These tips can help you navigate the varied, often-confusing choices many employers offer
PREMIUMS, DEDUCTIBLES, CO-PAYMENTS? Managing your health-care dollars is a challenge, especially as you weigh your employer’s menu of plans every year. Figuring out which plan makes the most sense for you and your family might seem daunting, but it could save you money in the long run. “Instead of reflexively choosing the same health plan during open enrollment season each year, it’s important to consider all your options to avoid paying for an expensive plan that offers little benefit for your needs,” says Danovan Clacken, Director, Health Savings Account Strategic Partnerships, Bank of America.
Here’s a look at three common health accounts, plus some insights to help you make the right choices for your family.
3 Most Common Health Accounts
These tax-advantaged plans can all be valuable, but they differ in key ways.
In 2018, workers who were enrolled in a family-coverage HDHP paid 40% less in premiums on average than those who chose a traditional preferred provider organization (PPO), according to Benefitfocus.2
When a High Deductible Pays Off
The fastest-growing type of health insurance today is a high-deductible health plan (HDHP) paired with a Health Savings Account (HSA). Americans own more than 26 million HSAs, a 12% increase over last year, reports Devenir Research.1 People can use the funds they stash away in their HSAs to cover the out-of-pocket medical expenses not covered by their HDHP. In 2018, workers who were enrolled in a family-coverage HDHP paid 40% less in premiums on average than those who chose a traditional preferred provider organization (PPO), according to Benefitfocus.2
“Choosing a health plan is a personal choice, but when an HSA-qualified health plan is selected, participants can save on their premiums and use those savings, and more, to contribute to a tax-advantaged Health Savings Account,” says Ed Shehan, Senior Vice President, Retirement and Personal Wealth Solutions, Bank of America. Unless you have a growing family and expect to run into increasing health-care costs, it may make sense to consider choosing an HSA-qualified high deductible health plan and keep the money you save in your HSA for future health-care expenses, he adds.
The Best Accounts to Pair with a High-Deductible Plan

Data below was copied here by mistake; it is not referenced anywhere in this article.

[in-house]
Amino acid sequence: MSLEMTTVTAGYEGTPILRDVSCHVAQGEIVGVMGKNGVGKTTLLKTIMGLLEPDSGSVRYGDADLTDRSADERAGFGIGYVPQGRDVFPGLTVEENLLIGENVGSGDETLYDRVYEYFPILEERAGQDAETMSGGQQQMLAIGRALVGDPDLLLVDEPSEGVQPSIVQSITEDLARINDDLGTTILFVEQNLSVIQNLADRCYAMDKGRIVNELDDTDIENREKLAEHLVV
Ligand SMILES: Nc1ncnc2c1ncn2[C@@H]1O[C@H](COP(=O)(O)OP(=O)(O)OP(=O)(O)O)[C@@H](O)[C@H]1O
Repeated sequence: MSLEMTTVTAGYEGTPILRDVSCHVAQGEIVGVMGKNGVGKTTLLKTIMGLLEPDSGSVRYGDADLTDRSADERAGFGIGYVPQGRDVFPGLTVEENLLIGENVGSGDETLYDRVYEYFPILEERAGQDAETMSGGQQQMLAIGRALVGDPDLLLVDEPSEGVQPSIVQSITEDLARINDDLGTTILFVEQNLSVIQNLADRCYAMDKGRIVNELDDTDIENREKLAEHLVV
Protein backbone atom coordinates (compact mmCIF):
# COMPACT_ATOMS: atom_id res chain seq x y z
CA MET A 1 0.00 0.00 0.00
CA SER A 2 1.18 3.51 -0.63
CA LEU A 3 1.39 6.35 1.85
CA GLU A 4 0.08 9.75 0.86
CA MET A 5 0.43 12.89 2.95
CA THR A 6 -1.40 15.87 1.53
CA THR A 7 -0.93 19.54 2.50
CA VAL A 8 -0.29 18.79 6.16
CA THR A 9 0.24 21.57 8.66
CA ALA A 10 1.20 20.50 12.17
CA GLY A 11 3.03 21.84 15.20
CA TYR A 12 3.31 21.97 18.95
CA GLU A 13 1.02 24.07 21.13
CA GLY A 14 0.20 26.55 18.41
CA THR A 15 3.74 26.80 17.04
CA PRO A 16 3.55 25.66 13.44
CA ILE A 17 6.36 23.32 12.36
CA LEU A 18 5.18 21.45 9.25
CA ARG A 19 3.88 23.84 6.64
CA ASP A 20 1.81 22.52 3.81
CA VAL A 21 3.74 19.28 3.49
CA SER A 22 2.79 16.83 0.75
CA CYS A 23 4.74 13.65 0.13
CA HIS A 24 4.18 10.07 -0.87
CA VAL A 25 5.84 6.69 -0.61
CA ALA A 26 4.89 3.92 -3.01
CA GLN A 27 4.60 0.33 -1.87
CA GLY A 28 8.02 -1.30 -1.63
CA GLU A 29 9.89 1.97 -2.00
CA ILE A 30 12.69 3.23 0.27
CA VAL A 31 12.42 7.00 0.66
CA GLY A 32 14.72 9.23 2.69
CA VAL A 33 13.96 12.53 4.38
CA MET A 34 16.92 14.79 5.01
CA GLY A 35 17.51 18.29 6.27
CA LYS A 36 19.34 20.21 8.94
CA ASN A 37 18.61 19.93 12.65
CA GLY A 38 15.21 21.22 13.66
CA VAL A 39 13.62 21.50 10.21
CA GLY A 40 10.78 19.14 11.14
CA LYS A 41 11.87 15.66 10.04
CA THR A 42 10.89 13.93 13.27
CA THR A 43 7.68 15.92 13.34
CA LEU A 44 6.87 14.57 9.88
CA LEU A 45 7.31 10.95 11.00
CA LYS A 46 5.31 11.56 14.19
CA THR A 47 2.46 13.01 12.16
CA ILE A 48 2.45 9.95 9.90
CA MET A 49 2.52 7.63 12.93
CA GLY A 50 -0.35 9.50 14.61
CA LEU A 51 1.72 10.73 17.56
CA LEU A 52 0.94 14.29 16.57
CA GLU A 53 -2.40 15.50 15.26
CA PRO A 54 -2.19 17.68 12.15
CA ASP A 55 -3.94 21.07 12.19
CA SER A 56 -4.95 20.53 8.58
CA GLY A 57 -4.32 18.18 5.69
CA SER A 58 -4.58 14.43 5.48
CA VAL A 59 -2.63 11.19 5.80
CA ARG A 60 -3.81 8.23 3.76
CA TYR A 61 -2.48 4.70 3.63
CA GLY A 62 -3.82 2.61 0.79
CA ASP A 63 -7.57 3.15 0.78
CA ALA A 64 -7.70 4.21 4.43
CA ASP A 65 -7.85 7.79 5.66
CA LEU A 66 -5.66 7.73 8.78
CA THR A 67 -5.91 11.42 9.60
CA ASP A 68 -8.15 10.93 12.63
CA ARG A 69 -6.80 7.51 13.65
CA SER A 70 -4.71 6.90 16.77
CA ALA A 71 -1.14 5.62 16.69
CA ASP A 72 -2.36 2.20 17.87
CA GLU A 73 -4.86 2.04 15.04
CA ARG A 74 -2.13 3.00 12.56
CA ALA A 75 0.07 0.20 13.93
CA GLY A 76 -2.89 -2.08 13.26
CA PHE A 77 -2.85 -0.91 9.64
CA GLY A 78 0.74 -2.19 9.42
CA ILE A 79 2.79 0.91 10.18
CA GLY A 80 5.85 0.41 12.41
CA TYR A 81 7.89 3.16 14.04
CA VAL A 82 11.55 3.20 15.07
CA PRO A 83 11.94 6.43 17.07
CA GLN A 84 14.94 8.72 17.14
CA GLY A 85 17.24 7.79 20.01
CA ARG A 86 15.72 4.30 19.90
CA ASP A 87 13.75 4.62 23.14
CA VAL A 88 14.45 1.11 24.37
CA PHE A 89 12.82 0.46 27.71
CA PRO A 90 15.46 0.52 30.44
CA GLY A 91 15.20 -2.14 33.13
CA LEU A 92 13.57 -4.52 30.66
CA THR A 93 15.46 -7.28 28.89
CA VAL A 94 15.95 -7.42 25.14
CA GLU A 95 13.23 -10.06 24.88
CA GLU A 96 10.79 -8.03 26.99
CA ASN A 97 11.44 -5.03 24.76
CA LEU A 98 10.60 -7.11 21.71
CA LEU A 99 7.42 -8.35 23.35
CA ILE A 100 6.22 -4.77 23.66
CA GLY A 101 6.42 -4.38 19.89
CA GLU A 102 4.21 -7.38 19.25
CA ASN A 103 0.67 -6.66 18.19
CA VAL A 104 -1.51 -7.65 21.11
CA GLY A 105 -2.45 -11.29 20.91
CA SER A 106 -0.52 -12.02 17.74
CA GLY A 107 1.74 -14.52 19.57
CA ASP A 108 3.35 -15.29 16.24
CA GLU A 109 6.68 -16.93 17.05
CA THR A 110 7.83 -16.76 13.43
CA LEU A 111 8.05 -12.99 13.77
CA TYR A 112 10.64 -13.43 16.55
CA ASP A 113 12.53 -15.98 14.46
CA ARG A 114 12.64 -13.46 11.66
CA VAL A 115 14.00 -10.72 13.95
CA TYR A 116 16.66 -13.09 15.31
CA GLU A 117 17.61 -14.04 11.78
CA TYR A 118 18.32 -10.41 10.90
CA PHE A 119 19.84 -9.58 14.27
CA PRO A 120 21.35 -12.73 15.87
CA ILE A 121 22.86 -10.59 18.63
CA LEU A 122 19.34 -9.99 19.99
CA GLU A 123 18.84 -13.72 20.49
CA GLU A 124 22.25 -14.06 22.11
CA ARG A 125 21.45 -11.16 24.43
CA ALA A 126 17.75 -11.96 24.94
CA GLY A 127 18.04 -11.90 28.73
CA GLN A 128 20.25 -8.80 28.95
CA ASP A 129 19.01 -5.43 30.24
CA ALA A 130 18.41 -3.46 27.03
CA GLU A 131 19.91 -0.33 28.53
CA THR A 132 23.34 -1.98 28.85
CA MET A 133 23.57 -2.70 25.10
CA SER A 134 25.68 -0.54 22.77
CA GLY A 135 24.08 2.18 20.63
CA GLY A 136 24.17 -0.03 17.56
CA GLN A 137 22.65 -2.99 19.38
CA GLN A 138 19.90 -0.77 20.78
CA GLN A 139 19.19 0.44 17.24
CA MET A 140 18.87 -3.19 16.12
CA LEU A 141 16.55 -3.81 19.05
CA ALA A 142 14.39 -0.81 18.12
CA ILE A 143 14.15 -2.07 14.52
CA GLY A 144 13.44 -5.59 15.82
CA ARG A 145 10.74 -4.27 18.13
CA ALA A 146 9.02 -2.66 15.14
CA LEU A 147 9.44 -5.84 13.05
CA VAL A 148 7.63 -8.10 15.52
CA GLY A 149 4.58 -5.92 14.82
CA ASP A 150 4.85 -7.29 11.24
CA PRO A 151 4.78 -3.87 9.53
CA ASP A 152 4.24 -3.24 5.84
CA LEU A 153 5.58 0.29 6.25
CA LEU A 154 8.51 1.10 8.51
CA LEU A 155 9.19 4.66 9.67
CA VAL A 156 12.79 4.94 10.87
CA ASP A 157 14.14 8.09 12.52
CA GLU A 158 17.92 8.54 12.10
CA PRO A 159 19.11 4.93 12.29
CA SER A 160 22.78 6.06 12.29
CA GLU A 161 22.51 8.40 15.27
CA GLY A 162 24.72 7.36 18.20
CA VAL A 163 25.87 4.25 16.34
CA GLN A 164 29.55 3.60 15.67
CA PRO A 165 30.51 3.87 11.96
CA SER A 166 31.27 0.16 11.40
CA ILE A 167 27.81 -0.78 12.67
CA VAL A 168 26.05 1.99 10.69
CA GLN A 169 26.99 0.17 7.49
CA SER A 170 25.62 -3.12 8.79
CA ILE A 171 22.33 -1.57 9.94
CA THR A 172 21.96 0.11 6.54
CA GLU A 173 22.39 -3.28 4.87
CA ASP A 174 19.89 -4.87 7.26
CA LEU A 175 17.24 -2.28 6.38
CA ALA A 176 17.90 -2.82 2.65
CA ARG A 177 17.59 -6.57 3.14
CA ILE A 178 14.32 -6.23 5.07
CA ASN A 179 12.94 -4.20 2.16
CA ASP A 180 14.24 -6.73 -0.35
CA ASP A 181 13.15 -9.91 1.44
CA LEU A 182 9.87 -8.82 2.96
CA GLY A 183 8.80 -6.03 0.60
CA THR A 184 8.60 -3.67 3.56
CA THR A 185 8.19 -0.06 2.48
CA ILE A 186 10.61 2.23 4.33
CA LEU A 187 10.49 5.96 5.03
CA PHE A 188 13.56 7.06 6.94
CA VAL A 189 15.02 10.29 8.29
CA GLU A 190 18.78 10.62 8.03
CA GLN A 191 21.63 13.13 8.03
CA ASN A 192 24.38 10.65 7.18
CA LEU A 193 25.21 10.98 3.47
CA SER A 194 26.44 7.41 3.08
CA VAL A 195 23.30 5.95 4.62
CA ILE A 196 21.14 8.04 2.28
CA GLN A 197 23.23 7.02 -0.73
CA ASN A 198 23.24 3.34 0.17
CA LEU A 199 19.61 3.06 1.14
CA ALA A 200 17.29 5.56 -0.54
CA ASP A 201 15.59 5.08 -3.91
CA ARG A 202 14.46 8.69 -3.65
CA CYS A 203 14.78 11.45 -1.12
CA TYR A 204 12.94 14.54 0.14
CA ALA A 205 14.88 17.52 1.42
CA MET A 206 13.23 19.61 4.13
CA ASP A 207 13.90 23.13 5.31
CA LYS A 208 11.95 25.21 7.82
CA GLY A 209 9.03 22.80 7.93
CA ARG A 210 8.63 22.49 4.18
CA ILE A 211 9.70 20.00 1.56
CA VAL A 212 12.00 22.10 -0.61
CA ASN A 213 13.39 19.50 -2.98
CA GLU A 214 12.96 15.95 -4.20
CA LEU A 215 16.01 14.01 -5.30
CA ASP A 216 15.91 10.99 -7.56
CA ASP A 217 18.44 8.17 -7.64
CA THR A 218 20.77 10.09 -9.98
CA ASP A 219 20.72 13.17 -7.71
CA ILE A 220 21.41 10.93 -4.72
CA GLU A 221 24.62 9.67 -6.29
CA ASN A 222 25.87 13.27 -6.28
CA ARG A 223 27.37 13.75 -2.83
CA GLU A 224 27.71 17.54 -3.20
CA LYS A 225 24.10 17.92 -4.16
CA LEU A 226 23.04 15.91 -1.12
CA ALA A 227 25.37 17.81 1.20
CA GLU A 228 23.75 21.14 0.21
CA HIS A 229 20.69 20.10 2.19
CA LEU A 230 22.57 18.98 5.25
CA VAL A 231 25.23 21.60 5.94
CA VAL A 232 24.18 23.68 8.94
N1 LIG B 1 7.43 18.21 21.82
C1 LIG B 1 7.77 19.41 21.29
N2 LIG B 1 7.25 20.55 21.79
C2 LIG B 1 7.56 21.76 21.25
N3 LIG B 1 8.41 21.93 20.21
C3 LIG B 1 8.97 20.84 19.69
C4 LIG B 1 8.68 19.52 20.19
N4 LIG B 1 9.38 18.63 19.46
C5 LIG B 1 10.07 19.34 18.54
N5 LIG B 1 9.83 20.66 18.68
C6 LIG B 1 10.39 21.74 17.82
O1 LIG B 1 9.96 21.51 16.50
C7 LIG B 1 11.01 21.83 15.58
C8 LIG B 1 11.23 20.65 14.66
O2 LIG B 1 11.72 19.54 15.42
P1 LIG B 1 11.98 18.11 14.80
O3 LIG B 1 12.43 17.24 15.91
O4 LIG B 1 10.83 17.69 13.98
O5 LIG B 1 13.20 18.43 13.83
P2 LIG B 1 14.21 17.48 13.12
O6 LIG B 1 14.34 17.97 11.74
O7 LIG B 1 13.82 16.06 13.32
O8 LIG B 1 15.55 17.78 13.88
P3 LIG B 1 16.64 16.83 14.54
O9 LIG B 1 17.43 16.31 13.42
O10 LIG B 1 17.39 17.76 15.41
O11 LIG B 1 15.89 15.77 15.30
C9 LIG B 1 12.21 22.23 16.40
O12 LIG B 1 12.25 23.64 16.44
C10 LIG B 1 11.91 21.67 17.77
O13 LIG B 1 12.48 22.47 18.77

An HSA may not be your only option to help you bridge the gap when you select a HDHP. Your employer might fund a health reimbursement arrangement (HRA) to go with an HDHP. “In the HRA, the employer provides some funding to help employees pay a portion of the deductible,” Shehan says. But HRAs don’t provide the same tax advantages as HSAs and aren’t portable if you leave your job, he notes.
With an HSA, you can dip into your account to cover out-of-pocket costs. Or invest the money and let it grow tax-free year after year, even into retirement. An HSA is the only savings account that is triple tax-free: You pay no taxes on contributions, earnings, or qualified withdrawals. Withdrawals from 401(k)s and traditional IRAs, by comparison, are taxable. (Learn more about how HSAs work here and ask your financial advisor how having one might help you cover the rising cost of health care as you grow older.)
How to Save with a Traditional Health Plan
If, based on the anticipated medical needs of yourself and your family, a traditional PPO plan with a lower deductible makes the most sense for you, you still have a way to save. Your employer may offer an optional flexible spending account (FSA), which lets you contribute pre-tax dollars to use to pay for out-of-pocket health-care costs. As with an HRA, the idea is to have money available for that calendar year. Neither account lets you save for health-care expenses in retirement, notes Shehan.
Finally, some employers may also offer a limited purpose flexible spending account for dental and vision expenses, typically in combination with an HSA. “Paying vision and dental expenses from a limited purpose FSA keeps more money in your HSA and allows it to grow,” says Clacken.
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This material should be regarded as general information on healthcare considerations and is not intended to provide specific healthcare advice. If you have questions regarding your particular situation, please contact your legal or tax advisor.